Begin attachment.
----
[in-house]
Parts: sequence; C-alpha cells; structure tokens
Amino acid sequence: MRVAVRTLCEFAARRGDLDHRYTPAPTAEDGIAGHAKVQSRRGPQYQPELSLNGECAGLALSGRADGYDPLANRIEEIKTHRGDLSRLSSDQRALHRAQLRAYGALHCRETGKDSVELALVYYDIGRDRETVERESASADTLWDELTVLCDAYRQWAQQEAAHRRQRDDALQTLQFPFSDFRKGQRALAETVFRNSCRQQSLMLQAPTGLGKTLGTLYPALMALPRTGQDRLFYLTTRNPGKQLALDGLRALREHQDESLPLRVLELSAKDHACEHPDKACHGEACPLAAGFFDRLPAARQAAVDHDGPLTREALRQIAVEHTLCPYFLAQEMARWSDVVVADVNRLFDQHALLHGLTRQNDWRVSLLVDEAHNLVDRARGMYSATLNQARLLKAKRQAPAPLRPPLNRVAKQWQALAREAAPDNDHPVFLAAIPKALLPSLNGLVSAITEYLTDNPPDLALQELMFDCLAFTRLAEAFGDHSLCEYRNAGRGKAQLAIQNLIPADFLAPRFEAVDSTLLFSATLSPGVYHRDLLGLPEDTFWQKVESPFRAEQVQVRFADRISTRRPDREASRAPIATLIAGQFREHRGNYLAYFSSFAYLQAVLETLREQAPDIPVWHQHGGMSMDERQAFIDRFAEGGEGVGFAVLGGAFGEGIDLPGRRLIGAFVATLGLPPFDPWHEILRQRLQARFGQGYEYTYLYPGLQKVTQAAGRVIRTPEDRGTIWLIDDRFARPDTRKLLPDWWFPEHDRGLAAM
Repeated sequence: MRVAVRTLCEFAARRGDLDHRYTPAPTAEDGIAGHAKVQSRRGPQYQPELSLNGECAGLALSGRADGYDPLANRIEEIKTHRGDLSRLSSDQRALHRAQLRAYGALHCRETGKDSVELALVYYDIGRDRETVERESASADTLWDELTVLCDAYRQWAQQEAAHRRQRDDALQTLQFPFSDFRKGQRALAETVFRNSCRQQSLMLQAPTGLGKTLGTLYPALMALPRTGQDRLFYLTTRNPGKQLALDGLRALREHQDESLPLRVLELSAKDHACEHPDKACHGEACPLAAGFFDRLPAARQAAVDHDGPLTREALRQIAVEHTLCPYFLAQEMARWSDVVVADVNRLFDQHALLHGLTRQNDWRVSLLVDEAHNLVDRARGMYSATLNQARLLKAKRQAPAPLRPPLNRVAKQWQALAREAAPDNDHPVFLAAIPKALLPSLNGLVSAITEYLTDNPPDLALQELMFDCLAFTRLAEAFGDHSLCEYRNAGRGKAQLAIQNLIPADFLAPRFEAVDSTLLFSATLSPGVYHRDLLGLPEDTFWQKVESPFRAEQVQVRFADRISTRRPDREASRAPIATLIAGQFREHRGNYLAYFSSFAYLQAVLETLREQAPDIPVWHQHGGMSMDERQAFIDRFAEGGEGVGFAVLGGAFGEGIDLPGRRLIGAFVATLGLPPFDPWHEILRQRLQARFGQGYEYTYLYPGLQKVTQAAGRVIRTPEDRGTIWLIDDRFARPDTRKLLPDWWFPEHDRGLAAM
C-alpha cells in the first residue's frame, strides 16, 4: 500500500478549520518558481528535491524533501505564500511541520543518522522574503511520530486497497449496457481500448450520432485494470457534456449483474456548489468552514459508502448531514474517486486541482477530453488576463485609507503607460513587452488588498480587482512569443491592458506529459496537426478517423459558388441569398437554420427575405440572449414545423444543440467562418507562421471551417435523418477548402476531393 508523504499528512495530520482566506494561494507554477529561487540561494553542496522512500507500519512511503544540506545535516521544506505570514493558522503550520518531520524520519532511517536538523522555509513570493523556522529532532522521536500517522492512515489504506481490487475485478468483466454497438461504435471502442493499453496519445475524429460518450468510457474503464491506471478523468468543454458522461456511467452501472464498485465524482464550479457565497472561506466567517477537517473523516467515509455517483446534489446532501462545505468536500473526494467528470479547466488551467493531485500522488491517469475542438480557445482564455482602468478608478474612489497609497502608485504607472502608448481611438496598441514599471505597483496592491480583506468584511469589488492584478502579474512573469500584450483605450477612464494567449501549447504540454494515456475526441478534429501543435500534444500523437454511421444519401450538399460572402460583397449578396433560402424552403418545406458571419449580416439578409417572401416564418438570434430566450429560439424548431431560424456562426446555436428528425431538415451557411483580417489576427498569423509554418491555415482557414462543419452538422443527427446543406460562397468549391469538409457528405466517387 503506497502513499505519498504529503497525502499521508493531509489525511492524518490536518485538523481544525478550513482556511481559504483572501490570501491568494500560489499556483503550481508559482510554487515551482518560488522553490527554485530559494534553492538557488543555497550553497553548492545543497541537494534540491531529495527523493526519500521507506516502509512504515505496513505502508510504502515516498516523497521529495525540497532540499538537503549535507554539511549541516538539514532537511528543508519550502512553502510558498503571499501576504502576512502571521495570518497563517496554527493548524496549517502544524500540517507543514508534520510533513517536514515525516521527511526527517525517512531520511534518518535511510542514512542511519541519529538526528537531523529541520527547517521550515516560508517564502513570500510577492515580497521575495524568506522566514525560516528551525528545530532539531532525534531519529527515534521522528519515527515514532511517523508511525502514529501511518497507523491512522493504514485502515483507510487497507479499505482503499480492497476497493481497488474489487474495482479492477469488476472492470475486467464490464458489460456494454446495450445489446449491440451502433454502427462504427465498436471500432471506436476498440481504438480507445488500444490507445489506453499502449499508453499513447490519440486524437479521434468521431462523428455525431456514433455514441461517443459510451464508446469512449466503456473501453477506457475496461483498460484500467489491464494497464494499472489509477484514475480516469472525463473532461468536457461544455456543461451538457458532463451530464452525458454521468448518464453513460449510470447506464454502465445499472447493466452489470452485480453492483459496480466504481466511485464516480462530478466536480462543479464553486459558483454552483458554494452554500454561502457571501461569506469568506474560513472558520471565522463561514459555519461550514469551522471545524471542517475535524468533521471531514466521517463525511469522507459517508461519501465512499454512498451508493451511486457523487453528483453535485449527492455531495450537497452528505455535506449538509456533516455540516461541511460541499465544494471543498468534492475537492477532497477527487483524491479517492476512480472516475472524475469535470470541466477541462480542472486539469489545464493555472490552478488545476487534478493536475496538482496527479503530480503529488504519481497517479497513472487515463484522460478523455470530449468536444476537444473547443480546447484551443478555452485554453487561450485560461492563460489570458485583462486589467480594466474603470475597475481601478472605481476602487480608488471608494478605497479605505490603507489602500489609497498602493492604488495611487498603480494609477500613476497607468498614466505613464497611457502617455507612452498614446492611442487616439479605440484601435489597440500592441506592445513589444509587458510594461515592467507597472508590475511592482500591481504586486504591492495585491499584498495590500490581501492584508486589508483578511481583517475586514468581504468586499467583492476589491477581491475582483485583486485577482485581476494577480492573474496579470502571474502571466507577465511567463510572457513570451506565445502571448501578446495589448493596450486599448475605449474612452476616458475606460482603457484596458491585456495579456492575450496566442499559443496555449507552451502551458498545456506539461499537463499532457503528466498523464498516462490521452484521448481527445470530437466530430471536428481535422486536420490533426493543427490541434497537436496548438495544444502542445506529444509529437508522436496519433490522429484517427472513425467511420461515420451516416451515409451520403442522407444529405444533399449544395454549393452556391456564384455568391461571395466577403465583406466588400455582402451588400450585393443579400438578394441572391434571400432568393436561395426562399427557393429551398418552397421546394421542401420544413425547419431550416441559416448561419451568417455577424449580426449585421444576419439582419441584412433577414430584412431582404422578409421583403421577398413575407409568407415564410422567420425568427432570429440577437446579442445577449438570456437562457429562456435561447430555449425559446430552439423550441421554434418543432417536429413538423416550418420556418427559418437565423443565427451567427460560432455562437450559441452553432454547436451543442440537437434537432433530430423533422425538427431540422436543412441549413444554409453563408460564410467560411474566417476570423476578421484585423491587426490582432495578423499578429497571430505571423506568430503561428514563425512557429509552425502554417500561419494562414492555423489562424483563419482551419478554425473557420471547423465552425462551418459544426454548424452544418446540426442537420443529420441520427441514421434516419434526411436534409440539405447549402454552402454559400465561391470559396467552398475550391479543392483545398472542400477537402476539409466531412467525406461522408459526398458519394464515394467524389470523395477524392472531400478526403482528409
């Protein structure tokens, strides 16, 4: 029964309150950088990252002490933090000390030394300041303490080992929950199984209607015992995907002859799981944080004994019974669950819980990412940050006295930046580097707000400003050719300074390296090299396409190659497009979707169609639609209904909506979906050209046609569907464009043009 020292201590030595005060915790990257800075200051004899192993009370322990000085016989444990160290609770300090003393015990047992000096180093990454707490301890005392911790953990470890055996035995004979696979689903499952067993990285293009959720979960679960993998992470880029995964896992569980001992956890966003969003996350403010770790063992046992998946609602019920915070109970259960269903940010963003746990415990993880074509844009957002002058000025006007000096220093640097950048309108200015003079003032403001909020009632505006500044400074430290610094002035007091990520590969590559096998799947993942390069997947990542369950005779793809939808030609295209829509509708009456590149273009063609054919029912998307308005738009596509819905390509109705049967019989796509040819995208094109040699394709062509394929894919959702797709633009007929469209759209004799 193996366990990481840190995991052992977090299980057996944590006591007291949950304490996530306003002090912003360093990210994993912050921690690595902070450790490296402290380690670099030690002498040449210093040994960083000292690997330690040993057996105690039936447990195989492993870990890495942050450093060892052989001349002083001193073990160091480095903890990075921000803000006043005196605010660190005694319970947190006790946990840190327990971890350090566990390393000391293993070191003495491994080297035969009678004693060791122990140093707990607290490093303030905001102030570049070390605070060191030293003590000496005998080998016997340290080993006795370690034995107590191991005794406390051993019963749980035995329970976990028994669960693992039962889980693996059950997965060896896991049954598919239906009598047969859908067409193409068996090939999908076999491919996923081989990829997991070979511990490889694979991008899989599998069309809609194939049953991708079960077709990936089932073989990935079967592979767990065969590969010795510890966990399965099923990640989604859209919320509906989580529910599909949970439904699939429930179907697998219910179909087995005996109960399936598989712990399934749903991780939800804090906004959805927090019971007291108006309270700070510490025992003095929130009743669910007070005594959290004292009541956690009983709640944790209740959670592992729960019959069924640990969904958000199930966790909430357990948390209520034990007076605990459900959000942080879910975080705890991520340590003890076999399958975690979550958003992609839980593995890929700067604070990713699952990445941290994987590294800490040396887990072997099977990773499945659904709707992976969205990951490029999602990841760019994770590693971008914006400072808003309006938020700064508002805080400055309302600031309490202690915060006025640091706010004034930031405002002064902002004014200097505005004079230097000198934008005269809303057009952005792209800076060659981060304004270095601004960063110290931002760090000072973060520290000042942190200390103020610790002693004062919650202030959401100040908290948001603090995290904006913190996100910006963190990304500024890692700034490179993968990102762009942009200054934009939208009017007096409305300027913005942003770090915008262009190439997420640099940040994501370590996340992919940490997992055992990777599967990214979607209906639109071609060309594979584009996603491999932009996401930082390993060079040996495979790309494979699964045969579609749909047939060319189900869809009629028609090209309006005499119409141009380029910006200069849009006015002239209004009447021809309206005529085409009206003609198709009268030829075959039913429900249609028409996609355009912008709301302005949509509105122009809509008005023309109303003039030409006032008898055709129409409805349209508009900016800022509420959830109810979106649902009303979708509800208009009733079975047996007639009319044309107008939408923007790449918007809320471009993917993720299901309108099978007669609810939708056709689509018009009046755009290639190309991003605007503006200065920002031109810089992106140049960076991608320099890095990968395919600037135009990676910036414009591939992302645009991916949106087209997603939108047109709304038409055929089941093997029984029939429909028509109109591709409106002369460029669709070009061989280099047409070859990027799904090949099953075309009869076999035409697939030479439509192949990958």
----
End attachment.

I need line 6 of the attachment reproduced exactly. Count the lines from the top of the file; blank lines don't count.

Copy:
């Protein structure tokens, strides 16, 4: 029964309150950088990252002490933090000390030394300041303490080992929950199984209607015992995907002859799981944080004994019974669950819980990412940050006295930046580097707000400003050719300074390296090299396409190659497009979707169609639609209904909506979906050209046609569907464009043009 020292201590030595005060915790990257800075200051004899192993009370322990000085016989444990160290609770300090003393015990047992000096180093990454707490301890005392911790953990470890055996035995004979696979689903499952067993990285293009959720979960679960993998992470880029995964896992569980001992956890966003969003996350403010770790063992046992998946609602019920915070109970259960269903940010963003746990415990993880074509844009957002002058000025006007000096220093640097950048309108200015003079003032403001909020009632505006500044400074430290610094002035007091990520590969590559096998799947993942390069997947990542369950005779793809939808030609295209829509509708009456590149273009063609054919029912998307308005738009596509819905390509109705049967019989796509040819995208094109040699394709062509394929894919959702797709633009007929469209759209004799 193996366990990481840190995991052992977090299980057996944590006591007291949950304490996530306003002090912003360093990210994993912050921690690595902070450790490296402290380690670099030690002498040449210093040994960083000292690997330690040993057996105690039936447990195989492993870990890495942050450093060892052989001349002083001193073990160091480095903890990075921000803000006043005196605010660190005694319970947190006790946990840190327990971890350090566990390393000391293993070191003495491994080297035969009678004693060791122990140093707990607290490093303030905001102030570049070390605070060191030293003590000496005998080998016997340290080993006795370690034995107590191991005794406390051993019963749980035995329970976990028994669960693992039962889980693996059950997965060896896991049954598919239906009598047969859908067409193409068996090939999908076999491919996923081989990829997991070979511990490889694979991008899989599998069309809609194939049953991708079960077709990936089932073989990935079967592979767990065969590969010795510890966990399965099923990640989604859209919320509906989580529910599909949970439904699939429930179907697998219910179909087995005996109960399936598989712990399934749903991780939800804090906004959805927090019971007291108006309270700070510490025992003095929130009743669910007070005594959290004292009541956690009983709640944790209740959670592992729960019959069924640990969904958000199930966790909430357990948390209520034990007076605990459900959000942080879910975080705890991520340590003890076999399958975690979550958003992609839980593995890929700067604070990713699952990445941290994987590294800490040396887990072997099977990773499945659904709707992976969205990951490029999602990841760019994770590693971008914006400072808003309006938020700064508002805080400055309302600031309490202690915060006025640091706010004034930031405002002064902002004014200097505005004079230097000198934008005269809303057009952005792209800076060659981060304004270095601004960063110290931002760090000072973060520290000042942190200390103020610790002693004062919650202030959401100040908290948001603090995290904006913190996100910006963190990304500024890692700034490179993968990102762009942009200054934009939208009017007096409305300027913005942003770090915008262009190439997420640099940040994501370590996340992919940490997992055992990777599967990214979607209906639109071609060309594979584009996603491999932009996401930082390993060079040996495979790309494979699964045969579609749909047939060319189900869809009629028609090209309006005499119409141009380029910006200069849009006015002239209004009447021809309206005529085409009206003609198709009268030829075959039913429900249609028409996609355009912008709301302005949509509105122009809509008005023309109303003039030409006032008898055709129409409805349209508009900016800022509420959830109810979106649902009303979708509800208009009733079975047996007639009319044309107008939408923007790449918007809320471009993917993720299901309108099978007669609810939708056709689509018009009046755009290639190309991003605007503006200065920002031109810089992106140049960076991608320099890095990968395919600037135009990676910036414009591939992302645009991916949106087209997603939108047109709304038409055929089941093997029984029939429909028509109109591709409106002369460029669709070009061989280099047409070859990027799904090949099953075309009869076999035409697939030479439509192949990958």